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Earthquakes along Lancashire coast WERE caused by drilling for gas, experts warn as energy operation is threatened with closure

Graham Smith - Daily Mail
  • Controversial 'fracking' process blamed for tremors
  • There is an estimated 200trillion cubic feet of natural gas under Lancashire
  • This is a huge amount of fuel - enough to power Britain for 50 years


Controversial gas drilling did cause a series of earthquakes along the Lancashire coastline, a report today confirmed.

Gas company Cuadrilla Resources, which is extracting shale gas in the region, commissioned the independent study after two tremors shook Fylde coastline in April and May this year.

Energy chiefs have now sent a stark warning to the firm - either stop the earthquakes or be shut down.

How shale gas is being extracted from deep beneath Lancashire. Gas drilling was today confirmed to have caused a series of earthquakes along the Fylde coastline

How shale gas is being extracted from deep beneath Lancashire. Gas drilling was today confirmed to have caused a series of earthquakes along the Fylde coastline


It comes after Cuadrilla held urgent talks with the Department of Energy and Climate Change (DECC) to consider the report into the risk of earthquakes associated with 'fracking' - the process used to extract shale gas.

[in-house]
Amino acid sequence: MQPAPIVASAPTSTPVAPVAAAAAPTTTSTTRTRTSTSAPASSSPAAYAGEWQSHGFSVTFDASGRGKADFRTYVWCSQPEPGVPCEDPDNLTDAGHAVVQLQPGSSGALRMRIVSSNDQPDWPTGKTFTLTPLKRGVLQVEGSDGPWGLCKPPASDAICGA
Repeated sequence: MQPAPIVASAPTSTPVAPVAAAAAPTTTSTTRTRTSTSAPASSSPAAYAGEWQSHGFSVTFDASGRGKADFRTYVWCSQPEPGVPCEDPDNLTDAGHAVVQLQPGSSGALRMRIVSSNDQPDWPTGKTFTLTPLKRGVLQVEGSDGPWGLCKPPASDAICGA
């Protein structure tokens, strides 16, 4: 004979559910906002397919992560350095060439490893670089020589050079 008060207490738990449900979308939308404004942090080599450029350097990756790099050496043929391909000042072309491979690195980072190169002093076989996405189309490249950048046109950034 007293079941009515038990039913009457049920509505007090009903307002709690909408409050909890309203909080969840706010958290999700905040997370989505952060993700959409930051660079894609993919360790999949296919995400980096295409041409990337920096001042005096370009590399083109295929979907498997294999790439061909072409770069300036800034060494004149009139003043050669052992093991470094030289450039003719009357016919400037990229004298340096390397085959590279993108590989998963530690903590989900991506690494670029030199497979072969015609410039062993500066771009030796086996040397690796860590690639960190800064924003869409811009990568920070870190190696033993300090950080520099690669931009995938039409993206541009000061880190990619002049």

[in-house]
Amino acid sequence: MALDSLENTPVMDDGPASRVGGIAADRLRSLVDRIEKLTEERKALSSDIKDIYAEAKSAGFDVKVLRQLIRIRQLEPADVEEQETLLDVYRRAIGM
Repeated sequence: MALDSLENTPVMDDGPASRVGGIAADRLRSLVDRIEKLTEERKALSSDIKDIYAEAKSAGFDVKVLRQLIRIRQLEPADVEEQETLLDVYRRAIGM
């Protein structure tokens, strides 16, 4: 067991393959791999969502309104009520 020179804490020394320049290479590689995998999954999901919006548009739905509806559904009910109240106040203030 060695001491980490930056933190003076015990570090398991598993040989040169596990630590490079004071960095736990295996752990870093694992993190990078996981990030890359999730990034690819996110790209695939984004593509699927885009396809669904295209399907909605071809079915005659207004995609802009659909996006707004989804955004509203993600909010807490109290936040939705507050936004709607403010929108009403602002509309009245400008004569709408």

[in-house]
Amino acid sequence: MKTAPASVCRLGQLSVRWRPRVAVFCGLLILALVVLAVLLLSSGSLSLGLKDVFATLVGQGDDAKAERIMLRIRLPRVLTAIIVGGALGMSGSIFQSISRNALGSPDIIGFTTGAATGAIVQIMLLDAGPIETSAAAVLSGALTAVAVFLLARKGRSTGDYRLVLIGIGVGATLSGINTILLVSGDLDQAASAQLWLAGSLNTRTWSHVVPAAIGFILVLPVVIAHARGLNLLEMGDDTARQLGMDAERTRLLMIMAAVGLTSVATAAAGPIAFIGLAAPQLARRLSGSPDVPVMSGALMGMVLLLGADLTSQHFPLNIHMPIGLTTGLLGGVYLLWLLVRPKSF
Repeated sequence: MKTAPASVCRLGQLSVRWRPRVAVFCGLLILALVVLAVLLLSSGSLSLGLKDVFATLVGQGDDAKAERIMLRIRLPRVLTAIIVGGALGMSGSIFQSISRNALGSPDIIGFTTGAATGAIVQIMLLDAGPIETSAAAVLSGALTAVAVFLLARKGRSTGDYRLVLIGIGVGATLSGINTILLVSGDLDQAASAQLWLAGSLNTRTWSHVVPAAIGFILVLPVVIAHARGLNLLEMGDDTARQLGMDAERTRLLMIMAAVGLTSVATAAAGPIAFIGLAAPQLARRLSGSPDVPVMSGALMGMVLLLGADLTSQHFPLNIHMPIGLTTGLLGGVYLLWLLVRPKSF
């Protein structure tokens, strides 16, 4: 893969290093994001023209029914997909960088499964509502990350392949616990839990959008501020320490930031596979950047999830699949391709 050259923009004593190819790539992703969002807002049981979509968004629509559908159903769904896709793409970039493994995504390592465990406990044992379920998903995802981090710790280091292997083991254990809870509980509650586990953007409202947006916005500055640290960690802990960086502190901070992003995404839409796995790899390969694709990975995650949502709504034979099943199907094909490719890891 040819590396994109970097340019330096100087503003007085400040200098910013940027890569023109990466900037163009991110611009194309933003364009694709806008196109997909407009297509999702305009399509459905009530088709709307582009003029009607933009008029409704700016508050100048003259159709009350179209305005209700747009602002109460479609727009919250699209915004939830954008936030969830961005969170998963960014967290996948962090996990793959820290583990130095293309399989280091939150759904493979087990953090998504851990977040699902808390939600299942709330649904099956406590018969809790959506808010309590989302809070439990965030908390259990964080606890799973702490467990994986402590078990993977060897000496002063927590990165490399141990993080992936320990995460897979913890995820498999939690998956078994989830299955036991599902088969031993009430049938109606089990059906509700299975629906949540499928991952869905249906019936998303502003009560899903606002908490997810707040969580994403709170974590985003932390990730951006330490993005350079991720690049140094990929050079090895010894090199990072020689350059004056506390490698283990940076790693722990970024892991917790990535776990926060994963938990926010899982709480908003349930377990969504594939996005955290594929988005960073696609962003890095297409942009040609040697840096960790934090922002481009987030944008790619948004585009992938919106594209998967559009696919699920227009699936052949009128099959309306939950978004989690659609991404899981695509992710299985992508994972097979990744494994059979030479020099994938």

The meetings followed the British Geological Survey's conclusion that the two tremors felt nearby were most likely to have been caused by fracking.

On April 1, a magnitude 2.3 earthquake shook the North-West. It originated less than two miles from an experimental shale gas well near Blackpool run by Cuadrilla.



A second tremor occurred on May 27 with a magnitude of 1.5. The epicentre was within 500 yards of the well.

The BGS said the correlations between the earthquakes and the time of fracking operations, and the proximity of the quakes to the site, all pointed towards the earthquakes being a result of the fracking process.

Seismologist Brian Baptie said: 'These were still very small earthquakes, even by UK standards and won't cause any damage. If fracking continued I couldn't see the tremors getting much bigger.

'But it is obviously a concern for local residents and I'm sure the report commissioned by Cuadrilla will be greeted with interest.'

Cuadrilla has came under fire from activists for its drilling technique, which involves pumping high volumes of water and sand into drill holes to crack the rocks so gas can be extracted.

Soon after the quakes were felt the firm halted the fracking process after admitting the low magnitude tremors felt in Poulton in April and May, close to Cuadrilla's Singleton site , could be linked to them.

Experts today said Cuadrilla's operations could be shut down permanently if proposed methods to reduce the risk of earthquakes fail.

Toni Harvey, a senior DECC geoscientist, said: 'If we allow fracking to continue and their mitigation didn't work, then we would shut them down again, without a doubt.